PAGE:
Launch Complex 16
Titan I launch from LC-16
Launch siteCape Canaveral Space Force Station
Location28°30′06″N 80°33′06″W / 28.5017°N 80.5518°W / 28.5017; -80.5518
Short nameLC-16
OperatorUS Space Force
Total launches142
Launch pad(s)One
Launch history
First launchDecember 12, 1959
Titan I / RVX-3
Last launchMarch 23, 2023
Terran 1 / Good Luck, Have Fun
Titan I
Titan II
Pershing 1/Pershing 1a
Pershing II
Terran 1
Terran R (future)

Launch Complex 16 (LC-16) at Cape Canaveral Space Force Station, Florida is a launch complex built for use by LGM-25 Titan missiles, and later used for NASA operations before being transferred back to the US military and used for tests of MGM-31 Pershing missiles. Six Titan I missiles were launched from the complex between December 1959 and May 1960. These were followed by seven Titan II missiles, starting with the type's maiden flight on March 16, 1962. The last Titan II launch from LC-16 was conducted on May 29, 1963.

Following the end of its involvement with the Titan missile, LC-16 was transferred to NASA, which used it for Gemini crew processing, and static firing tests of the Apollo Service Module's propulsion engine. Following its return to the US Air Force in 1972, it was converted for use by the Pershing missile, which made its first flight from the complex on May 7, 1974. Seventy-nine Pershing 1a and 49 Pershing II missiles were launched from LC-16. The last Pershing launch from the facility was conducted on March 21, 1988. It was deactivated the next day and subsequently decommissioned under the Intermediate-Range Nuclear Forces Treaty.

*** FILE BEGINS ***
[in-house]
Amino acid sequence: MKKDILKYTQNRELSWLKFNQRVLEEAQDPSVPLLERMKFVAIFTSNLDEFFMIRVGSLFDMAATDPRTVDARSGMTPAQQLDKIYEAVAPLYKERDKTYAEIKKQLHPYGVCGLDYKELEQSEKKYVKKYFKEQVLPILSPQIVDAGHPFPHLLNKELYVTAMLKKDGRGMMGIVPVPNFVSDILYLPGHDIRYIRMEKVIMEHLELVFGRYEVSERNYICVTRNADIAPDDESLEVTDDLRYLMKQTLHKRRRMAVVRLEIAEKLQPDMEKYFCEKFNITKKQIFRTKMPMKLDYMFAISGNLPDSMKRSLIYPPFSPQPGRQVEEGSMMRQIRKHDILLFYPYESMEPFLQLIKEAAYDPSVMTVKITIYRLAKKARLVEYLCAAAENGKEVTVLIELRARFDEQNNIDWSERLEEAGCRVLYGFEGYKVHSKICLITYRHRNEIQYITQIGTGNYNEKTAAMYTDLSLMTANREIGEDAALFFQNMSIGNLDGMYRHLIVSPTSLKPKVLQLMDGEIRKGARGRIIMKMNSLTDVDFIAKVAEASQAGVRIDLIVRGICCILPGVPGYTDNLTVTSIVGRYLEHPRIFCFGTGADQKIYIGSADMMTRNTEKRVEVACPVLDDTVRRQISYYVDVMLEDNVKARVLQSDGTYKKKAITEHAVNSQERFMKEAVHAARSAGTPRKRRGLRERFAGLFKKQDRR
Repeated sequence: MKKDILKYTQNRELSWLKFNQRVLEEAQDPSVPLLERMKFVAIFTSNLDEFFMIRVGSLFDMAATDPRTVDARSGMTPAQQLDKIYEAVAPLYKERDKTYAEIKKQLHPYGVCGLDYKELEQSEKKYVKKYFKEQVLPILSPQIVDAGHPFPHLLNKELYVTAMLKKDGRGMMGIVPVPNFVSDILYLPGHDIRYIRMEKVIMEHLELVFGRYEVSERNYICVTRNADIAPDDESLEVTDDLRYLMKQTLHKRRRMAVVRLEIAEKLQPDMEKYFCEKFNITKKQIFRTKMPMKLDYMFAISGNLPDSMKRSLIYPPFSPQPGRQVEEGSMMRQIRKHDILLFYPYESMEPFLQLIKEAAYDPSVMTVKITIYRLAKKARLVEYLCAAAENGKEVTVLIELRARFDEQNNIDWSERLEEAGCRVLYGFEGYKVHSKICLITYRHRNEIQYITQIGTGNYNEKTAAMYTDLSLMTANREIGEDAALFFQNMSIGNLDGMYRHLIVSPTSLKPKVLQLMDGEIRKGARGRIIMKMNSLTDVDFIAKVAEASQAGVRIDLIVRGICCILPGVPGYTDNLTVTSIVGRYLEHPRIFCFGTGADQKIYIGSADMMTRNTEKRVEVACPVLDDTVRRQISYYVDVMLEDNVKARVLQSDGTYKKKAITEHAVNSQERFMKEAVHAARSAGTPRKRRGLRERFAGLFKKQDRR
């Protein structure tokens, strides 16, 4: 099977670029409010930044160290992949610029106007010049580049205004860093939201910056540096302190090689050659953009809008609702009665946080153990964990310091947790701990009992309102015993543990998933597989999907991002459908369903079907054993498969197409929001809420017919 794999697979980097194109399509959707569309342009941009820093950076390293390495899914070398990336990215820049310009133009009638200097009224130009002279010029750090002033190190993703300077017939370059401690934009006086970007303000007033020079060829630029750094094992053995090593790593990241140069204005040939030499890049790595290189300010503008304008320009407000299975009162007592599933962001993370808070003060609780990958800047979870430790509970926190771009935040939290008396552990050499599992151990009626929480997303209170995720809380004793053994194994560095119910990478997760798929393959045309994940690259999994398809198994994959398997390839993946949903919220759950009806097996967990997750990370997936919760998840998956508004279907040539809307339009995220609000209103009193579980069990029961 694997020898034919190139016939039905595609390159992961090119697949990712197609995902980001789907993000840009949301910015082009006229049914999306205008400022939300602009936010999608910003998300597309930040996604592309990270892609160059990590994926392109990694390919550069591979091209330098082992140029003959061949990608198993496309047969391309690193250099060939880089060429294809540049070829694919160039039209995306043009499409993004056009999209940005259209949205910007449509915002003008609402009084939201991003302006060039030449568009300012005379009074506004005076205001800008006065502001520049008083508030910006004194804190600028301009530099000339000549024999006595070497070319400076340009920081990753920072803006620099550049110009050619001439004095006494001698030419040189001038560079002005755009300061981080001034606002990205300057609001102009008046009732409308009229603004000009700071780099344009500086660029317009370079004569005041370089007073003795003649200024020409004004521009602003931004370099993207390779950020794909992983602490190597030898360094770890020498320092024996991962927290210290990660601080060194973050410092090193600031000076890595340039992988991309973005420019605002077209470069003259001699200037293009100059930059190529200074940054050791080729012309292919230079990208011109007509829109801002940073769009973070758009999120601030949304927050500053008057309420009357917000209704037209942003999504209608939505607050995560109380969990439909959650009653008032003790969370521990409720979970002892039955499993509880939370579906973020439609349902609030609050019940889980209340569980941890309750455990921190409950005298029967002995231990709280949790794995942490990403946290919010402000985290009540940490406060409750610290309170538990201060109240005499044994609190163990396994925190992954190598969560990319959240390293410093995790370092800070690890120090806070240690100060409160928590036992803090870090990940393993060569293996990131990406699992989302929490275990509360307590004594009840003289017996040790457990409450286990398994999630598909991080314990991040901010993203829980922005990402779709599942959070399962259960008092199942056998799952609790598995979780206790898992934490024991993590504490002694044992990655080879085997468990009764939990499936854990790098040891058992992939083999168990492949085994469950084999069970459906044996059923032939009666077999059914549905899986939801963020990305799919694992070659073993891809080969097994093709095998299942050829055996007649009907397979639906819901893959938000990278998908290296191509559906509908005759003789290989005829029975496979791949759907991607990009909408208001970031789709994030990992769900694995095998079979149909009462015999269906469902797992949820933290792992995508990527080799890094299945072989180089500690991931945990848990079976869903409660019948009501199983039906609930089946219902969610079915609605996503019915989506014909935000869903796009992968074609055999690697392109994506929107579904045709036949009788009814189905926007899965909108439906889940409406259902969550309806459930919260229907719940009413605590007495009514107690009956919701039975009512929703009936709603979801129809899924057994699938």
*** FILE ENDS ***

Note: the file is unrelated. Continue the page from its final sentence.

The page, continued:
It was announced on January 17, 2019, that Relativity Space had entered a 5-year agreement to use LC-16 for its Terran 1 orbital launch vehicle and eventually its Terran R.[1][2] The maiden flight of the Terran 1 launch vehicle took place on 23 March 2023 and resulted in a failure.[3] The maiden flight of Terran 1 was the first orbital launch attempt from Launch Complex 16 (141 suborbital launches before the Terran 1).[4]

See also


  1. ^ Sheetz, Michael (January 17, 2019). "3D printer Relativity Space gets Air Force contract for Florida launch pad". Retrieved January 19, 2019.
  2. ^ Burghardt, Thomas (June 8, 2021). "Relativity Space reveals fully reusable medium lift launch vehicle Terran R". Retrieved June 9, 2021.
  3. ^ Iemole, Anthony (March 23, 2023). "Relativity overachieves Terran 1 debut objectives". NASASpaceFlight. Retrieved March 23, 2023.
  4. ^ Baylor, Michael. "Terran-1 - Good Luck, Have Fun". Next Spaceflight. Retrieved January 20, 2023.